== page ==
(ii) A company has strong revenues for the period but future forecasts show that revenues will decline.
Q17. What do you do when you do not have all the information you need?
This question evaluates the candidate’s research skills. The answer will show the applicant’s approach to finding missing information. It is vital to know this because sometimes information is unknown but needed for creating accurate financial analysis. Look for answers that reveal:
- Strategic research approaches
- Software platform use
- Technical approaches
“I use SAP to scour information from the client’s transactional history and use the sorting filter to gather the data quickly. I will also contact the customer, if necessary, and use the appropriate information that will help me finish my analysis.”
Q18. How many financial statements are there? Name them
There are four main financial statements – 1) balance sheets, 2) income statements, 3) cash flow statements, and 4) statements of shareholders’ equity.
Q19. Do you follow the stock market? Which stocks in particular?
You need to be very careful in answering this question. As a financial analyst, following the stock market proves to be beneficial. Also, always be up-to-date with the stocks.
Q20. What does your financial analysis reporting process involve?
Producing reports are an essential part of financial analysts’ jobs because financial analysts provide clients with recommendations based on data from these reports. The question demonstrates the candidate’s critical thinking and organizational skills. A candidate’s answer shows their financial analysis reporting methods, including techniques and tools they use. Look for answers that include information about:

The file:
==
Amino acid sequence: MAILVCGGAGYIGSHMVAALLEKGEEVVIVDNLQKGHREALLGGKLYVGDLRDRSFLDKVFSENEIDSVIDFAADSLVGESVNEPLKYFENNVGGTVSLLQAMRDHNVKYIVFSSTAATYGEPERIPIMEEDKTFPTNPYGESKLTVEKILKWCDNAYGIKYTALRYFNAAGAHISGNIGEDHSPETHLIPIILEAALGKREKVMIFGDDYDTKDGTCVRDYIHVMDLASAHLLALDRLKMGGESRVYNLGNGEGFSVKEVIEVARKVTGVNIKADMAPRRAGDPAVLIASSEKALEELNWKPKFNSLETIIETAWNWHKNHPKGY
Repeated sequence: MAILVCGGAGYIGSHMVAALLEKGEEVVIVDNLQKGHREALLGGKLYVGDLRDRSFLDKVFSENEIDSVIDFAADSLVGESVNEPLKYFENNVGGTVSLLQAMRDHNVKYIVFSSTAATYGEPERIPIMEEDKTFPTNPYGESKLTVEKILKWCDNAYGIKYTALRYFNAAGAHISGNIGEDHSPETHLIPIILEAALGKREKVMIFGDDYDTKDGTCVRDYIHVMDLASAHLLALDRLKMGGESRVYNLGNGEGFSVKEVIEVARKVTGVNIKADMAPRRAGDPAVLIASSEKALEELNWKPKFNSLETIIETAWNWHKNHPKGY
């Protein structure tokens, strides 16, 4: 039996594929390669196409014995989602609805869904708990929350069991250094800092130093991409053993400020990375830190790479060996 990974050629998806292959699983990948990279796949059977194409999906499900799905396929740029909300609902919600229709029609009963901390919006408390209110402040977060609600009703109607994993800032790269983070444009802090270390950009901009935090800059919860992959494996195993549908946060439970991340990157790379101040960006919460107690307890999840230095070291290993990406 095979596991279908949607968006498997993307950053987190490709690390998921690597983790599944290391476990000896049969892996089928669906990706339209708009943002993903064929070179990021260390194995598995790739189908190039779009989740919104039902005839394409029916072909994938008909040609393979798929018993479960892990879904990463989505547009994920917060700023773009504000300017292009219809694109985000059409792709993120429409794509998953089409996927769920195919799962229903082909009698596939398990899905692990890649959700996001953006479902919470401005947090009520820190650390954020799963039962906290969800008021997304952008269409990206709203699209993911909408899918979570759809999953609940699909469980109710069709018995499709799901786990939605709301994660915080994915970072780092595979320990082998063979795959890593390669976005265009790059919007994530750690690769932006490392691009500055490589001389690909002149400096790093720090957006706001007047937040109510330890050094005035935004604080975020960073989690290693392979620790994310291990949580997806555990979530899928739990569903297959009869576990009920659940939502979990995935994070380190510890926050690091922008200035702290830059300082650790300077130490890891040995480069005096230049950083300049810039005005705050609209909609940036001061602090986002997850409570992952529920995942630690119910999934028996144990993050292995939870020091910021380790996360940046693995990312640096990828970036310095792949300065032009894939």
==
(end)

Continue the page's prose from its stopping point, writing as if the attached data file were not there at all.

- Reporting platforms and tools
- Financial Analysis Report Components
- Analysis Techniques
“I like using SAS to produce and thoroughly assess financial reports quickly. The platform ensures I include significant parts of the report, including key risks and the valuation.”
Q21. How does increasing accounts receivables impact the company’s balance sheet?
This question tests the candidate’s analytical skills. The answer demonstrates knowledge of how different line items on the balance sheet relate to one another. This information is important to know because it impacts the decisions financial analysts must make. Look for answers, such as:
- Negative impact on cash flow
- Lowers company’s net worth
- Reduces the value of assets
“If the company’s account receivables continue to increase it can adversely affect the cash flow, which means the company will not have enough money to operate.”
Q22. What is the best metric to use to analyze a company’s stock?
This question assesses the candidate’s risk assessment skills. The candidate’s answers show strategy for measuring the stock’s performance, confidence level and ability to present findings using examples and reasoning. It is important to understand this because financial analysts must be able to evaluate risk and reward of various financial investment opportunities. Look for answers such as:
- Specific metrics
- Details about the metrics
- Indications of confidence, such as tone and body language
“I believe PEG (Price Earnings to Growth Ratio) is an ideal key performance indicator of a company’s stock. In my years of experience in this field, I find it to be the most important metric to assess a business’ financial health. This metric factors in the projected earnings growth for the company and is better than only using the price-earnings ratio.”
Q23. Can you explain why financial reports do not list dividends on the income statement?
The reason for this question is to determine the candidate’s fundamental knowledge of financial information. The answer explains the candidate’s basic understanding of the income statement and financial analysis skills. It is important to know this because financial analysts need an understanding of accounting information, such as the income statement’s line items, to properly evaluate the company’s finances. Answers to look for include:
- Not firm income
- Listed under shareholder equity
- Income statement only contains strong income
“The income statement does not contain dividends because it shows only the company’s income. If you want to look at the dividends, you will need to look at the shareholder equity section.”
This course is designed to enable you to analyze and critically evaluate financial choices using investment appraisal techniques, taking into account the cost and sources of capital and the necessity of managing the balance sheet.Learn management accounting techniques for effective management decision making and control to improve business performance and profitability.